THE VIRGINIAN-PILOT Copyright (c) 1995, Landmark Communications, Inc. DATE: Friday, August 4, 1995 TAG: 9508040047 SECTION: DAILY BREAK PAGE: E9 EDITION: FINAL TYPE: Movie Review SOURCE: BY MAL VINCENT, MOVIE CRITIC LENGTH: Medium: 72 lines
AN IDYLLIC summer holiday is interrupted by subtle, but ominous, tension in Nikita Mikhalkov's brilliant, highly personal drama ``Burnt By the Sun.''
The most prominent Russian movie to receive wide American release in the post-Soviet era, this Oscar winner (for best foreign language film) shows that the former Communists are able to unabashedly study the painful legacy of their history.
On the surface, all is charm and bright conversation in this Chekhov-like family. Seething beneath the surface are the jealousies of a past love plus the oncoming assault of the infamous Stalin purges.
It is 1936, a time when Stalin has launched a campaign of political terror to consolidate his power. Col. Sergei Kotov, a great national hero of the Bolshevik revolution, is enjoying the sweet family life of summer with his lovely, young wife Maroussia and their precocious, vivacious 6-year-old daughter Nadia.
An obtrusive, but seemingly charming, visitor shows up in the person of Dimitri, a handsome man who was once the young wife's lover. She hasn't seen him for 10 years but he worms himself into the family life easily, tap-dancing, spinning yarns, and flirting.
The audience is immediately put on guard. So is the colonel. As played by the film's director and co-writer, Nikita Mikhalkov, the older man is a vibrant, sexual, proud and callous man who knows his own popularity with the people, but doubts his wife. The doubts are shown in the most subtle of glances. He watches Dimitri at every turn. They watch each other. They perform a challenge ritual of dramatic conflict.
The director uses visual imagery with great invention. A broken bottle is spotted by Dimitri and, even though he sees it may cut the colonel's bare feet, he doesn't warn him. In one quick close-up, director Mikhalkov has conveyed more tension than other directors might need 30 minutes to establish.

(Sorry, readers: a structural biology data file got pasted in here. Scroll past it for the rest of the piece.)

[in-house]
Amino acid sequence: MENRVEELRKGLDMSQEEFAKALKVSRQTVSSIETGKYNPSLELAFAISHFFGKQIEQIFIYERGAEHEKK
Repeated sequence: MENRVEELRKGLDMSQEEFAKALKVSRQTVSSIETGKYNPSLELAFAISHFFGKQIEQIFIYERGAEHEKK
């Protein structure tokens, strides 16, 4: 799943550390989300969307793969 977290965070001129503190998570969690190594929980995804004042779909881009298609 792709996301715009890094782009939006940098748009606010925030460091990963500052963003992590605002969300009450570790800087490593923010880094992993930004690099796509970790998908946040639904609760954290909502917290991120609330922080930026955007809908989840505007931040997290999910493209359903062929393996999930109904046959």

It is not long before we learn that the drama is not just to be a triangle involving rekindled love. There's a spy in our midst; political and personal dramas merge.
The director also has the lead role as the aging hero. He brings a fine sympathy to the part with a kind, introverted look that immediately wins us to his side. The visitor is played by Oleg Menchikov with a handsome bearing that shows us how he can charm those around us but also lets us know that the man is never to be trusted.
The most charming figure, and the only one without a double standard, is 6-year-old Nadia Mikhalkov, the daughter of the director. (It was this delightfully unaffected child that you saw at the podium during this year's Oscar telecast).
``Burnt By the Sun'' shows us just how much evil can be played in the guise of charm and subterfuge. In its emotional involvement, it reaches a rare cinematic level of tragic grandeur. MEMO: MOVIE REVIEW ``Burnt By the Sun''
Cast: Nikita Mikhalkov, Oleg Menchikov, Ingeborga Dapkounaite, Nadia
Director: Nikita Mikhalkov
Screenplay: Nikita Mikhalkov and Roustam Ibraguimbekov
Music: Edouard Artemiev
MPAA rating: R (suggested sex, some violence)
Mal's rating: four stars
Location: Naro in Norfolk ILLUSTRATION: SONY PICTURES photo
The most charming figure in ``Burnt By the Sun'' is 6-year-old Nadia
Mikhalkov, the daughter of the director.